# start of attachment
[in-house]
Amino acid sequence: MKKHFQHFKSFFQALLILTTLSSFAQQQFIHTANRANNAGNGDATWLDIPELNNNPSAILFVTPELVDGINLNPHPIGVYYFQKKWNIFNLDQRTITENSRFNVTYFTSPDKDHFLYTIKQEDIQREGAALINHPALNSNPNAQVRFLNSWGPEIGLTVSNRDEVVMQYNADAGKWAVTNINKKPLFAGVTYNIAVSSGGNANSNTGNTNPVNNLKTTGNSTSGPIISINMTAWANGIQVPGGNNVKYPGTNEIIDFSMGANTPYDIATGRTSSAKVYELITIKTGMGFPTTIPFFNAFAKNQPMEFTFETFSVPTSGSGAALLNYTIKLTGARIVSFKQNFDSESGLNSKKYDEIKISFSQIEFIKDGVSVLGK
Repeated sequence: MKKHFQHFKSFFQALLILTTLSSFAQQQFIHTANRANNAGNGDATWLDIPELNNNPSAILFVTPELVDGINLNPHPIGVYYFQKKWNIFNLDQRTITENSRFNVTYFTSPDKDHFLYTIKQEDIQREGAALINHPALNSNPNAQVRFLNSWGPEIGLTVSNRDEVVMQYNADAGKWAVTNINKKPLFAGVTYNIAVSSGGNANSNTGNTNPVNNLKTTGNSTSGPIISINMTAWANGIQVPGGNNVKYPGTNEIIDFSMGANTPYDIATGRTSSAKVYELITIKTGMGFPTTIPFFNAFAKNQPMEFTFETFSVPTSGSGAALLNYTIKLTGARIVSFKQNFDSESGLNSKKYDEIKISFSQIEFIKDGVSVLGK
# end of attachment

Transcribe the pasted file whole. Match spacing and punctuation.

[in-house]
Amino acid sequence: MKKHFQHFKSFFQALLILTTLSSFAQQQFIHTANRANNAGNGDATWLDIPELNNNPSAILFVTPELVDGINLNPHPIGVYYFQKKWNIFNLDQRTITENSRFNVTYFTSPDKDHFLYTIKQEDIQREGAALINHPALNSNPNAQVRFLNSWGPEIGLTVSNRDEVVMQYNADAGKWAVTNINKKPLFAGVTYNIAVSSGGNANSNTGNTNPVNNLKTTGNSTSGPIISINMTAWANGIQVPGGNNVKYPGTNEIIDFSMGANTPYDIATGRTSSAKVYELITIKTGMGFPTTIPFFNAFAKNQPMEFTFETFSVPTSGSGAALLNYTIKLTGARIVSFKQNFDSESGLNSKKYDEIKISFSQIEFIKDGVSVLGK
Repeated sequence: MKKHFQHFKSFFQALLILTTLSSFAQQQFIHTANRANNAGNGDATWLDIPELNNNPSAILFVTPELVDGINLNPHPIGVYYFQKKWNIFNLDQRTITENSRFNVTYFTSPDKDHFLYTIKQEDIQREGAALINHPALNSNPNAQVRFLNSWGPEIGLTVSNRDEVVMQYNADAGKWAVTNINKKPLFAGVTYNIAVSSGGNANSNTGNTNPVNNLKTTGNSTSGPIISINMTAWANGIQVPGGNNVKYPGTNEIIDFSMGANTPYDIATGRTSSAKVYELITIKTGMGFPTTIPFFNAFAKNQPMEFTFETFSVPTSGSGAALLNYTIKLTGARIVSFKQNFDSESGLNSKKYDEIKISFSQIEFIKDGVSVLGK